Two beefy fellows grunted as they lugged me into Harris & Sons Fine Furniture. I strained for a look, but my plastic-wrapped cocoon allowed only hazy glimpses. Unfortunately, I smelled everything. The moist armpits hugging me added a vinegary fetor to the fog of stale cigarettes and salami I’d inhaled the entire trip. Every stinky, bumpy mile from Hickory, North Carolina.
A bony man maneuvered me to the prime perch, the front window display. Apparently I was all the rage. The previous spring, a New Yorker copyeditor whose desk (so far as anyone knew) squatted among the clanking boilers received a last minute assignment to produce filler for an issue on nouveaux home décor. He had only twenty minutes to figure out what exactly home décor entailed before he sat down and banged out a title: “Return of the Blues.”
I once heard that most fashion crazes trace back to a rich, 70-something hippie in Topeka, stoned out of his mind but laughing his ass off. All I know is that here I was, soaking up the sunlight and enjoying a stream of women walking in to rub my indigo fabric. No complaints by me.
My arrival bumped an emerald green couch, a classy little import from a village on the French Riviera (or the Côte d’Azur she insisted), back to the showroom floor. I offered an olive branch, explaining how that of all the couches I’d known, her delicate curves and silk buttons were most exquisite. She only grew more livid. I’m a chaise lounge, you ninny!
A woman with grey-flecked hair and tired, kind eyes purchased me; and I arrived at the house where the years clicked by. The years and the people.
There was the boy who used me for a springboard. Cape attached, he bounced mercilessly until (sweet relief) he would catapult across the living room. The adults were convinced he needed meds. I think he just needed people to stop telling him what to feel. His grandparents cared for him best they knew, but what could ever make up for all the love he’d lost?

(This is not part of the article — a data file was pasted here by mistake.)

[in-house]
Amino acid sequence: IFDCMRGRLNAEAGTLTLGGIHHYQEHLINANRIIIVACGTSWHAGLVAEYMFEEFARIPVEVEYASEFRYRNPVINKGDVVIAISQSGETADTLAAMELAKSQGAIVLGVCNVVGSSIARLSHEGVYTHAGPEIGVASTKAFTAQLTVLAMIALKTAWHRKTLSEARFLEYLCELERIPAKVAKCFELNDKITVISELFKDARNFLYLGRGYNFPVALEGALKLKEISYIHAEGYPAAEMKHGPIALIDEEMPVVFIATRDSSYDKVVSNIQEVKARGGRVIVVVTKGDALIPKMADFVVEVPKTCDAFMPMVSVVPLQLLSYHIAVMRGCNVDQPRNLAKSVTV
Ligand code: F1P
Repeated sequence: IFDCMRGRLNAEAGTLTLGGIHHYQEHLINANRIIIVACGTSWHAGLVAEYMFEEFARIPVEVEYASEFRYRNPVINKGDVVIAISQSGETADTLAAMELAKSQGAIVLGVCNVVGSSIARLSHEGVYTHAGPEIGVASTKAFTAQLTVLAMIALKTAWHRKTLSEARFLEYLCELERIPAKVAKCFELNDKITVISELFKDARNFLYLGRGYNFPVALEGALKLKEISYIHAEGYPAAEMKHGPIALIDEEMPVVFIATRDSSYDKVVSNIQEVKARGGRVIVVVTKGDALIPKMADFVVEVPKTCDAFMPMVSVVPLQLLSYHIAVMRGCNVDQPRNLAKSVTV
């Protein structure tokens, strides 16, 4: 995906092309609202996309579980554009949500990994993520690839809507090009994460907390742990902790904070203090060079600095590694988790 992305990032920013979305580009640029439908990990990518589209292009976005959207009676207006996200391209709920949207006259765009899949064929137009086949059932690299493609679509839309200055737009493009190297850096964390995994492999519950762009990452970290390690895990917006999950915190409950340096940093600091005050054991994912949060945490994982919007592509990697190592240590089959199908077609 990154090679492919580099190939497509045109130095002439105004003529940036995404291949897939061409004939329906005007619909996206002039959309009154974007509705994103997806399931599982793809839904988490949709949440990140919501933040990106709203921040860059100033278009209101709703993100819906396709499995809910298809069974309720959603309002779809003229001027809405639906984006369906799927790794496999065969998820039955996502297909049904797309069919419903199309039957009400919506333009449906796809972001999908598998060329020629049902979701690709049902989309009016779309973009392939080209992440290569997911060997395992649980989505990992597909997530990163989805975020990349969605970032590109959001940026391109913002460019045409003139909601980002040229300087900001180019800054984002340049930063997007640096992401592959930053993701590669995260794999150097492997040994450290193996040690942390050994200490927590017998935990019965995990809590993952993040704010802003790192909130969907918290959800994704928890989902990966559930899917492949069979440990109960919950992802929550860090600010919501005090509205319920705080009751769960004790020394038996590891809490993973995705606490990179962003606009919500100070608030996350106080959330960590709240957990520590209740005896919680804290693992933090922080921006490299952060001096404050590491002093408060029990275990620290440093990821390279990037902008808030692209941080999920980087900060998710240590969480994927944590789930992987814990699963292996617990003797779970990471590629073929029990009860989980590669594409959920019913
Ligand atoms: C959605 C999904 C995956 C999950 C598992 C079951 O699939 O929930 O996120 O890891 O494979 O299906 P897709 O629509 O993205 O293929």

The young, giddy couple, bright for life. Many Saturdays, they’d collect the lingerie and underwear that landed on me the night before. Eventually they split up because she wanted more, while he could never say what it was he wanted.
Decades passed. The faces faded. I faded. Eventually, someone suggested a trip to the dump. Long ago – the show-window, that sexy chaise lounge.
But Thaddeus, retired now from the university, would hear nothing of it. Just gettin’ comfy, he said. Thaddeus had a couple college boys cart me onto the oversized porch, near the old Japanese maple. Most mornings, Thad comes to sit. He tamps his pipe, and together we watch the world and smile. We both think our upholstery is just fine.
This piece was written for the Life With Objects project brilliantly architected by my friend and fellow word-crafter Hope Voelkel. You really should hop over and check out what they are doing and some of the other writers.
4 Replies to “Indigo Bloom”
I like this Winn, alot…
Hippie in Topeka? Nice.
"…together we watch the world and smile". I love that line. I think we all want someone to sit with us and watch the world — sometimes to make sense of it, sometimes just to observe it.
Keep it coming…
John, there is all kinds of craziness in Topeka. And Tulsa, especially Tulsa.
Austin, that porch-sitting and watching sounds pretty good to me at the moment.
I like this very much.